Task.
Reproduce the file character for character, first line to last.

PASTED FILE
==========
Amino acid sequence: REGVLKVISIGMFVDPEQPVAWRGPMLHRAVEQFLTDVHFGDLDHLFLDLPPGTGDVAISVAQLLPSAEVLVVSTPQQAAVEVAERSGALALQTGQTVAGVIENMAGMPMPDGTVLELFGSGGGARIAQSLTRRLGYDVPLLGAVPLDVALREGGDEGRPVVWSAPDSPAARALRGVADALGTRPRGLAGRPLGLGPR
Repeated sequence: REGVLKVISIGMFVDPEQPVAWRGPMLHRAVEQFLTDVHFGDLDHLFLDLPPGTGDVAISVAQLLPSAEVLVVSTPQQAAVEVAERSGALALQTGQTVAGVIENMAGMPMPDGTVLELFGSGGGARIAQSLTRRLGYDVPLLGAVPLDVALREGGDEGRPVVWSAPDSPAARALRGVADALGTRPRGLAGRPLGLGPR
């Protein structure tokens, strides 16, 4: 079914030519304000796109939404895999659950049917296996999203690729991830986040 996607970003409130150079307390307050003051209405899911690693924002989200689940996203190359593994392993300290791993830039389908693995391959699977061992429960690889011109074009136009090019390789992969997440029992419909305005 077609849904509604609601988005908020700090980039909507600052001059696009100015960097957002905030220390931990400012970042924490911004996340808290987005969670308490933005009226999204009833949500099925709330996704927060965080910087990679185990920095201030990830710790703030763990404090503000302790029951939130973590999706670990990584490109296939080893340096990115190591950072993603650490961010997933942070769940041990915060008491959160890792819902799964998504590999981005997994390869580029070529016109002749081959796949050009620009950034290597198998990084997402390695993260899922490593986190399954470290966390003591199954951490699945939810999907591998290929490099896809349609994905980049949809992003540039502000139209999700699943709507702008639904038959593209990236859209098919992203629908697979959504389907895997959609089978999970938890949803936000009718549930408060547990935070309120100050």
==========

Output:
Amino acid sequence: REGVLKVISIGMFVDPEQPVAWRGPMLHRAVEQFLTDVHFGDLDHLFLDLPPGTGDVAISVAQLLPSAEVLVVSTPQQAAVEVAERSGALALQTGQTVAGVIENMAGMPMPDGTVLELFGSGGGARIAQSLTRRLGYDVPLLGAVPLDVALREGGDEGRPVVWSAPDSPAARALRGVADALGTRPRGLAGRPLGLGPR
Repeated sequence: REGVLKVISIGMFVDPEQPVAWRGPMLHRAVEQFLTDVHFGDLDHLFLDLPPGTGDVAISVAQLLPSAEVLVVSTPQQAAVEVAERSGALALQTGQTVAGVIENMAGMPMPDGTVLELFGSGGGARIAQSLTRRLGYDVPLLGAVPLDVALREGGDEGRPVVWSAPDSPAARALRGVADALGTRPRGLAGRPLGLGPR
């Protein structure tokens, strides 16, 4: 079914030519304000796109939404895999659950049917296996999203690729991830986040 996607970003409130150079307390307050003051209405899911690693924002989200689940996203190359593994392993300290791993830039389908693995391959699977061992429960690889011109074009136009090019390789992969997440029992419909305005 077609849904509604609601988005908020700090980039909507600052001059696009100015960097957002905030220390931990400012970042924490911004996340808290987005969670308490933005009226999204009833949500099925709330996704927060965080910087990679185990920095201030990830710790703030763990404090503000302790029951939130973590999706670990990584490109296939080893340096990115190591950072993603650490961010997933942070769940041990915060008491959160890792819902799964998504590999981005997994390869580029070529016109002749081959796949050009620009950034290597198998990084997402390695993260899922490593986190399954470290966390003591199954951490699945939810999907591998290929490099896809349609994905980049949809992003540039502000139209999700699943709507702008639904038959593209990236859209098919992203629908697979959504389907895997959609089978999970938890949803936000009718549930408060547990935070309120100050």